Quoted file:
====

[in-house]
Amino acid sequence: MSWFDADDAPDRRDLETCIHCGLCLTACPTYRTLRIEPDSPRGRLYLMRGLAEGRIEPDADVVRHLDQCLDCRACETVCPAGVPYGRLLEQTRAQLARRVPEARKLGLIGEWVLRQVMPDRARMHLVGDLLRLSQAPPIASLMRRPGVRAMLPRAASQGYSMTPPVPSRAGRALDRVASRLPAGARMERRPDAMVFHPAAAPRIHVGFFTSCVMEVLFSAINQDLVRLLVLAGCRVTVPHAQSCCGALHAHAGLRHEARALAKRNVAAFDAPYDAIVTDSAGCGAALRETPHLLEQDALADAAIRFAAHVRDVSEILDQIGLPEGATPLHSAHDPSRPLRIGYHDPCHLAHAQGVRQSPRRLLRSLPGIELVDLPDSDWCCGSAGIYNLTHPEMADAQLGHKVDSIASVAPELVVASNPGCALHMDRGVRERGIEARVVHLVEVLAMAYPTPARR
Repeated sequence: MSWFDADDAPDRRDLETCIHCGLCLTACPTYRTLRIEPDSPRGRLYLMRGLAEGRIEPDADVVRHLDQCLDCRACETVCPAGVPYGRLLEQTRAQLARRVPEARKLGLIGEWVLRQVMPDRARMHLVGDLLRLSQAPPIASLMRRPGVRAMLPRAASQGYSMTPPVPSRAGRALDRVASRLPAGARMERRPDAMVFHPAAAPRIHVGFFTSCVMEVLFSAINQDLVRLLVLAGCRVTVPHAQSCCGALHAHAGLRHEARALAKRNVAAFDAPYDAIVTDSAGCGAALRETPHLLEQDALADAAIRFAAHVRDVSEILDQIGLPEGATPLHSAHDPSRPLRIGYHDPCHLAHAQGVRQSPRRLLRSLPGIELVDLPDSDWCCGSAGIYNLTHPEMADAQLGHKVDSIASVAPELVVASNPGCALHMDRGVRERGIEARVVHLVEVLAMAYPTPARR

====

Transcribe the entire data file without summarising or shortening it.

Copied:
[in-house]
Amino acid sequence: MSWFDADDAPDRRDLETCIHCGLCLTACPTYRTLRIEPDSPRGRLYLMRGLAEGRIEPDADVVRHLDQCLDCRACETVCPAGVPYGRLLEQTRAQLARRVPEARKLGLIGEWVLRQVMPDRARMHLVGDLLRLSQAPPIASLMRRPGVRAMLPRAASQGYSMTPPVPSRAGRALDRVASRLPAGARMERRPDAMVFHPAAAPRIHVGFFTSCVMEVLFSAINQDLVRLLVLAGCRVTVPHAQSCCGALHAHAGLRHEARALAKRNVAAFDAPYDAIVTDSAGCGAALRETPHLLEQDALADAAIRFAAHVRDVSEILDQIGLPEGATPLHSAHDPSRPLRIGYHDPCHLAHAQGVRQSPRRLLRSLPGIELVDLPDSDWCCGSAGIYNLTHPEMADAQLGHKVDSIASVAPELVVASNPGCALHMDRGVRERGIEARVVHLVEVLAMAYPTPARR
Repeated sequence: MSWFDADDAPDRRDLETCIHCGLCLTACPTYRTLRIEPDSPRGRLYLMRGLAEGRIEPDADVVRHLDQCLDCRACETVCPAGVPYGRLLEQTRAQLARRVPEARKLGLIGEWVLRQVMPDRARMHLVGDLLRLSQAPPIASLMRRPGVRAMLPRAASQGYSMTPPVPSRAGRALDRVASRLPAGARMERRPDAMVFHPAAAPRIHVGFFTSCVMEVLFSAINQDLVRLLVLAGCRVTVPHAQSCCGALHAHAGLRHEARALAKRNVAAFDAPYDAIVTDSAGCGAALRETPHLLEQDALADAAIRFAAHVRDVSEILDQIGLPEGATPLHSAHDPSRPLRIGYHDPCHLAHAQGVRQSPRRLLRSLPGIELVDLPDSDWCCGSAGIYNLTHPEMADAQLGHKVDSIASVAPELVVASNPGCALHMDRGVRERGIEARVVHLVEVLAMAYPTPARR